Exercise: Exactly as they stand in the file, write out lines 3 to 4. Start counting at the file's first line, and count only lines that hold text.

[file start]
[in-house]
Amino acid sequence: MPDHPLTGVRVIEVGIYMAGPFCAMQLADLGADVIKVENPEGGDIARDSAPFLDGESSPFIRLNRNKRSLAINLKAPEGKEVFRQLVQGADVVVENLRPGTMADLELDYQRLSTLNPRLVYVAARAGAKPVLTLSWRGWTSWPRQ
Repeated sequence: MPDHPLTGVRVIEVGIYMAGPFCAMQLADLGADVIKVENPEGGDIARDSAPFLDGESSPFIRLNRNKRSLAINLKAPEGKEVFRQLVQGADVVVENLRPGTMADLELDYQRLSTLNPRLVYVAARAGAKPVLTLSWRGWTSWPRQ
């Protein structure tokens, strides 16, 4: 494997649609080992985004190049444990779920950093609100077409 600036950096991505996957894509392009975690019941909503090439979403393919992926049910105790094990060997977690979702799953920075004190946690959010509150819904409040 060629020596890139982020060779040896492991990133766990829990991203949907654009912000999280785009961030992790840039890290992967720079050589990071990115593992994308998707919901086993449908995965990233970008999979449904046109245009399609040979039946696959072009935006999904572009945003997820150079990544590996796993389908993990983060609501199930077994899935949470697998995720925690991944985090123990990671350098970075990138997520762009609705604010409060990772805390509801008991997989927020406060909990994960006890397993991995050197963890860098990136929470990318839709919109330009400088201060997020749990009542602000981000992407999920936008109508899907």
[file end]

Repeated sequence: MPDHPLTGVRVIEVGIYMAGPFCAMQLADLGADVIKVENPEGGDIARDSAPFLDGESSPFIRLNRNKRSLAINLKAPEGKEVFRQLVQGADVVVENLRPGTMADLELDYQRLSTLNPRLVYVAARAGAKPVLTLSWRGWTSWPRQ
């Protein structure tokens, strides 16, 4: 494997649609080992985004190049444990779920950093609100077409 600036950096991505996957894509392009975690019941909503090439979403393919992926049910105790094990060997977690979702799953920075004190946690959010509150819904409040 060629020596890139982020060779040896492991990133766990829990991203949907654009912000999280785009961030992790840039890290992967720079050589990071990115593992994308998707919901086993449908995965990233970008999979449904046109245009399609040979039946696959072009935006999904572009945003997820150079990544590996796993389908993990983060609501199930077994899935949470697998995720925690991944985090123990990671350098970075990138997520762009609705604010409060990772805390509801008991997989927020406060909990994960006890397993991995050197963890860098990136929470990318839709919109330009400088201060997020749990009542602000981000992407999920936008109508899907």